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Not guilty verdict in 16-year-old DNA case

Paul Sampson is found innocent of charges on

Paul Sampson is found innocent of charges on a cold case and speaks in his lawyer's office in Mineola, New York. (June 8, 2012) Credit: Howard Schnapp

A Hempstead man was found not guilty of a 16-year-old murder Friday, in a verdict that rejected the prosecution's claim that he'd been tied to the crime scene by newly discovered DNA evidence.

Paul Sampson, 66, left the Nassau County Courthouse in Mineola in the late afternoon -- free for the first time in more than a year, when he was arrested on charges that he murdered Vilma Portillo in September 1995.

Portillo's daughter, Maribel Rodriguez of Hempstead, who was 23 when her mother was killed, collapsed in tears when the jury foreman read the verdict. She left court afterward without commenting.

"I feel for that family," Sampson said, sitting in his lawyer's office. "I can't imagine what they're going through; not being able to find any resolution."

He said he can't wait to go home to his wife and 86-year-old mother. Going forward, he said, "I want to make a difference. I want to give back to humanity."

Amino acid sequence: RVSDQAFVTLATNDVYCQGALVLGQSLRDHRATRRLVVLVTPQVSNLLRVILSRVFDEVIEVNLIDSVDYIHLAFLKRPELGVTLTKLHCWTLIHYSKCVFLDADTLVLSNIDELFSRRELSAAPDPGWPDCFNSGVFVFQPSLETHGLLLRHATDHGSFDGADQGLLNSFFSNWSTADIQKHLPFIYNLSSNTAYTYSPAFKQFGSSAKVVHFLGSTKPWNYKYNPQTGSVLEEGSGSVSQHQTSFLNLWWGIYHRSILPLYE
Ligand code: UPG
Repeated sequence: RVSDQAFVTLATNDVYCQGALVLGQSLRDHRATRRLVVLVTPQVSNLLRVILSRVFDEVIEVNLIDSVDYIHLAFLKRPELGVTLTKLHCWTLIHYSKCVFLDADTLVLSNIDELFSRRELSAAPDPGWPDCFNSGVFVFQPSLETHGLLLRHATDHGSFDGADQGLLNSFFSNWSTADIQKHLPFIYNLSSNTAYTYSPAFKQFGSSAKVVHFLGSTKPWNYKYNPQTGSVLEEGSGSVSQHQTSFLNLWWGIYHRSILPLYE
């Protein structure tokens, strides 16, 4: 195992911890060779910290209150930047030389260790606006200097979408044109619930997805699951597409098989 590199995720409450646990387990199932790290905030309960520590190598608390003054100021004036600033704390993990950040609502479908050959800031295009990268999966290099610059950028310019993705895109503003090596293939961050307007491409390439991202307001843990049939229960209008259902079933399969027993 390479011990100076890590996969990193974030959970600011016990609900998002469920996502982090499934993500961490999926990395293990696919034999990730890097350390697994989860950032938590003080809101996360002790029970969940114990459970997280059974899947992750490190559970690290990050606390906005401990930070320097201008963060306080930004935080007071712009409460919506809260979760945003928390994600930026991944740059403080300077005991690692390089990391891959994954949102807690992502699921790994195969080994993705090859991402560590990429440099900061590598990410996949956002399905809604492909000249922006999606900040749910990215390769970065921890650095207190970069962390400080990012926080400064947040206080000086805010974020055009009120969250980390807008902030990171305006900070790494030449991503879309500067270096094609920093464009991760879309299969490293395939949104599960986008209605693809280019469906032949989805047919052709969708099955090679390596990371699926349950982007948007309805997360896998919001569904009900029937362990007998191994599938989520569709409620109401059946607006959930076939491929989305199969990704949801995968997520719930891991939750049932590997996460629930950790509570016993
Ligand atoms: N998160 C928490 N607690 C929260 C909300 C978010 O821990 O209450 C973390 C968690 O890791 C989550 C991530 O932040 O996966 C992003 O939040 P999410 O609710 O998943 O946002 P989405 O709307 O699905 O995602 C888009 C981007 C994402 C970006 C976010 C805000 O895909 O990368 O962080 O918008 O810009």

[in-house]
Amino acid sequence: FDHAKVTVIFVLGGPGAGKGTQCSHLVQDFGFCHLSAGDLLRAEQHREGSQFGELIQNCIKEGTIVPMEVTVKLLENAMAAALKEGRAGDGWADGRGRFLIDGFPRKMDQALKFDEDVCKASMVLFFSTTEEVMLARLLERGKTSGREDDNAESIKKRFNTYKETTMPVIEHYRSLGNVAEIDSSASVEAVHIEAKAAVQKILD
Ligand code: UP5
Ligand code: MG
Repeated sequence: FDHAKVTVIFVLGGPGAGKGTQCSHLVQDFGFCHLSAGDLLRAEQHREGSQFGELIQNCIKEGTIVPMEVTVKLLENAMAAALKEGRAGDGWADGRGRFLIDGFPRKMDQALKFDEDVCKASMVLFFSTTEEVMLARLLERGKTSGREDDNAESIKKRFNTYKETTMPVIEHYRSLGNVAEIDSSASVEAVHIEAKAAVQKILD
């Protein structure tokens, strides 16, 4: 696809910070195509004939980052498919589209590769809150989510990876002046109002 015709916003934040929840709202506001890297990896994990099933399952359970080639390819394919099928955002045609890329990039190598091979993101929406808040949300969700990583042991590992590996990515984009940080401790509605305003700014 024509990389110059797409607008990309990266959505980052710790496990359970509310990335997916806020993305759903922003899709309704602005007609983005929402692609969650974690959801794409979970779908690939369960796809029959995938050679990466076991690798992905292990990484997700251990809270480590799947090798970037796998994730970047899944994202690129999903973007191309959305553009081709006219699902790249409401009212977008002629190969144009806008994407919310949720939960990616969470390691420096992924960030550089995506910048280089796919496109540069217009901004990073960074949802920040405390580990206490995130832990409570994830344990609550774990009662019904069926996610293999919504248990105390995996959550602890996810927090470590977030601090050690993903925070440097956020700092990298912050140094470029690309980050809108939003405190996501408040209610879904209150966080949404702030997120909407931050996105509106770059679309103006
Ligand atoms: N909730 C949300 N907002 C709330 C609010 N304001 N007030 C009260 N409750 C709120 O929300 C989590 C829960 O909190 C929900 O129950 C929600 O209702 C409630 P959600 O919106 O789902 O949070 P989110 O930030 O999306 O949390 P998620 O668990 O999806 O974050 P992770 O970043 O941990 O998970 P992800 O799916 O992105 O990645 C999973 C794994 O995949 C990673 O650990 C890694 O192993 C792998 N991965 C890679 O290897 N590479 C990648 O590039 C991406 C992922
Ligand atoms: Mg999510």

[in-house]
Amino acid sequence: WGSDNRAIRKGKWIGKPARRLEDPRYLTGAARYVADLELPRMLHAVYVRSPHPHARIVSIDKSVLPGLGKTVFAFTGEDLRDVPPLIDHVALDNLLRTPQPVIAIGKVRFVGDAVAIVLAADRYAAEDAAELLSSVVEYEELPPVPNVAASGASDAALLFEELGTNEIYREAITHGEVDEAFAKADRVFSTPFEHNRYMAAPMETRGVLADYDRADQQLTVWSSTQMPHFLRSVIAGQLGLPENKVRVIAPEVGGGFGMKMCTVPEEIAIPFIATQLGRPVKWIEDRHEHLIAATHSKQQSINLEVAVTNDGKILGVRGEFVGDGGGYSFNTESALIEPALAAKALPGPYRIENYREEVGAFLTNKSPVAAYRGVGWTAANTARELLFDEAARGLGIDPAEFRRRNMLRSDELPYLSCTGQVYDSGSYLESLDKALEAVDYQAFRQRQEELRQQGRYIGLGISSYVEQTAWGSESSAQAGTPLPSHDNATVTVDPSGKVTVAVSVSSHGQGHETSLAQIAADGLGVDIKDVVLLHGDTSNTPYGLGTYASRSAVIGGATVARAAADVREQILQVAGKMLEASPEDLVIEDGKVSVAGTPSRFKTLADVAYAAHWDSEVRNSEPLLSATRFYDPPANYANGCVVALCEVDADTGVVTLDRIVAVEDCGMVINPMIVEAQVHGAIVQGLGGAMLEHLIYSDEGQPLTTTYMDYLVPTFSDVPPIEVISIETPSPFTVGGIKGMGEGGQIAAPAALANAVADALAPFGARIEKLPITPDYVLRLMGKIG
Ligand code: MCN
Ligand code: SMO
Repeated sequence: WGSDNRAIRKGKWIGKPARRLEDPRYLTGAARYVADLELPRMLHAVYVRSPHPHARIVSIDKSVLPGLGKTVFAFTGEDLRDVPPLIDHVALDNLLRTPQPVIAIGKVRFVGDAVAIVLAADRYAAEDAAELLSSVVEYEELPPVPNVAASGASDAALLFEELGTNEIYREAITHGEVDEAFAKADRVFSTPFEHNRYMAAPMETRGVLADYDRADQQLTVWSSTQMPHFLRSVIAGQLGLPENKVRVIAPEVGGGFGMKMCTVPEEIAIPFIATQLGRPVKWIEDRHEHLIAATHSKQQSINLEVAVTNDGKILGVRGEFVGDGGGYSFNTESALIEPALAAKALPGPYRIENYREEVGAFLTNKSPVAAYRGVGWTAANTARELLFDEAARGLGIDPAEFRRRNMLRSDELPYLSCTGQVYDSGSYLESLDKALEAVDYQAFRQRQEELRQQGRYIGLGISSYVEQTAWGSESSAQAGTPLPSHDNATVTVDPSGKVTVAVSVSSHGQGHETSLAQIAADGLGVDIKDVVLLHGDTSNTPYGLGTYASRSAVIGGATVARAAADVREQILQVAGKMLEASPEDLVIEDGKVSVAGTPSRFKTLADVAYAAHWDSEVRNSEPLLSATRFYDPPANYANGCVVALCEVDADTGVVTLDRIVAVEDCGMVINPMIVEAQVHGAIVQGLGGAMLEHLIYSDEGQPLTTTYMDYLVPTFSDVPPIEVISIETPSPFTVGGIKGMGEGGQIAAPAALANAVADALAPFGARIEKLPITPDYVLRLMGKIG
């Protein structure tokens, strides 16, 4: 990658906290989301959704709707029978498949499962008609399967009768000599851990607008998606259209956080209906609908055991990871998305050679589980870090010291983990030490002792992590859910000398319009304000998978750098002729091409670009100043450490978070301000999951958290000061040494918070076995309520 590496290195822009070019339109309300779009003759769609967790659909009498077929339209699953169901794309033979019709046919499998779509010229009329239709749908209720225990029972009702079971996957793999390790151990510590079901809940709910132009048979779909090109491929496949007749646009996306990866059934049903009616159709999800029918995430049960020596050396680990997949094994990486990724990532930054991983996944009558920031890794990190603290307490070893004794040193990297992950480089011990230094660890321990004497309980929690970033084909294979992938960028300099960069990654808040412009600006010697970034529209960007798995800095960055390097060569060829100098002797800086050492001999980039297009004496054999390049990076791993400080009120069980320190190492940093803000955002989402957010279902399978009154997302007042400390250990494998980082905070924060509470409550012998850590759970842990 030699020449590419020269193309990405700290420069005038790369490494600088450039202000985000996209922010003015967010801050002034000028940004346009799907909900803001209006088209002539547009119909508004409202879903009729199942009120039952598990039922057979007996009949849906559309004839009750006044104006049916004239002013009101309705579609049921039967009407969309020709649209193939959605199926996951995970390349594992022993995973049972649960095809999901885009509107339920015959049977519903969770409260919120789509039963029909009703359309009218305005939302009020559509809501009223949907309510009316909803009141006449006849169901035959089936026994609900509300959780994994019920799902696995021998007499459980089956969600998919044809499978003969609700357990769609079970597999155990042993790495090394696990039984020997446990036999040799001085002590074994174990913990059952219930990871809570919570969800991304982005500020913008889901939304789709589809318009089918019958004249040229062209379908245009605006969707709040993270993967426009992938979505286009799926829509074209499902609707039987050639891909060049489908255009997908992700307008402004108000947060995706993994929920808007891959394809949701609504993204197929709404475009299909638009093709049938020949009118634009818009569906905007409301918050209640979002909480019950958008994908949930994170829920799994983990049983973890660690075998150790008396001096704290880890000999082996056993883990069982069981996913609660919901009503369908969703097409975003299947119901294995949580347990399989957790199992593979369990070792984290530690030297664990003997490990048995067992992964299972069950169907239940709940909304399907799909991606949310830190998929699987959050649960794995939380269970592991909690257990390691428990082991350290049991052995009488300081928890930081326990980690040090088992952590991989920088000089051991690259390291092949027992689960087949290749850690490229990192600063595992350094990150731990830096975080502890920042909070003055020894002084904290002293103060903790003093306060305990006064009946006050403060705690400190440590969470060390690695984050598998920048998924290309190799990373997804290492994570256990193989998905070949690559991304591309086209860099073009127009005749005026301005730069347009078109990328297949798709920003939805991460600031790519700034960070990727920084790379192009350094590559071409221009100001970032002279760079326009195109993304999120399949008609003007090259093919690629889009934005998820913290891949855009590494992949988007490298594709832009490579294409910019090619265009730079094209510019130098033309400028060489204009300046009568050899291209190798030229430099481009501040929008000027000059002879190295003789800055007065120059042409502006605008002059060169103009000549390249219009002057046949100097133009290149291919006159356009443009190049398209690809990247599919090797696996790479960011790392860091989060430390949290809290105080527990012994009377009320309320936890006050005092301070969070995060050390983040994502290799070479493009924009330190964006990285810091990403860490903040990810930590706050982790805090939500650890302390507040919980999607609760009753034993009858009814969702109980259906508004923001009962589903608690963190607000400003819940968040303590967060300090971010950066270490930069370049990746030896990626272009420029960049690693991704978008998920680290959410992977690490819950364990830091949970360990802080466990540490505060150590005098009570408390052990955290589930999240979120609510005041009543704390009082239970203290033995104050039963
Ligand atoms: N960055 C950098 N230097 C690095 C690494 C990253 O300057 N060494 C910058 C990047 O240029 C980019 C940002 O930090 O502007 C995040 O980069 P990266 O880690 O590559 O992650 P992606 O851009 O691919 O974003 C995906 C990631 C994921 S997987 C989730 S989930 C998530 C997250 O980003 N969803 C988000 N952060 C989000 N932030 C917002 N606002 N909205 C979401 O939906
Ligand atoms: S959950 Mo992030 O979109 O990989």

Portillo, 61, of Uniondale, was beaten and shot in the head as she sat in her red Toyota pickup truck outside the New Cassel company where she worked as a janitor. A mother of eight and grandmother of 18, she was days from retirement when she was killed, police said.

Using new technology, prosecutors said they matched DNA found on a sweatshirt found near the murder scene to Sampson. The sweatshirt also had Portillo's blood on it.

Prosecutor Zeena Abdi said in court that Sampson probably knew Portillo's habits, and waited for her to leave the job that Thursday -- a payday and also the day she sold clothing to co-workers. Sampson didn't work there, but his nephew was a former co-worker of Portillo's, Abdi said.

But Sampson's defense lawyer, William Shanahan, of Mineola, argued that the sweatshirt could have been inadvertently contaminated with blood, and that the nephew or someone else may have borrowed Sampson's sweatshirt.

Shanahan said there were other problems with the prosecution's case including witnesses who testified that they saw a much younger man fire the gun.

The jury deliberated about 20 hours over three days, telling Judge David Ayres at one point that they had reached an impasse, and could not agree on a verdict.

"I'm glad the jury had the courage to set aside sympathy and render a verdict based only on the evidence," Shanahan said.

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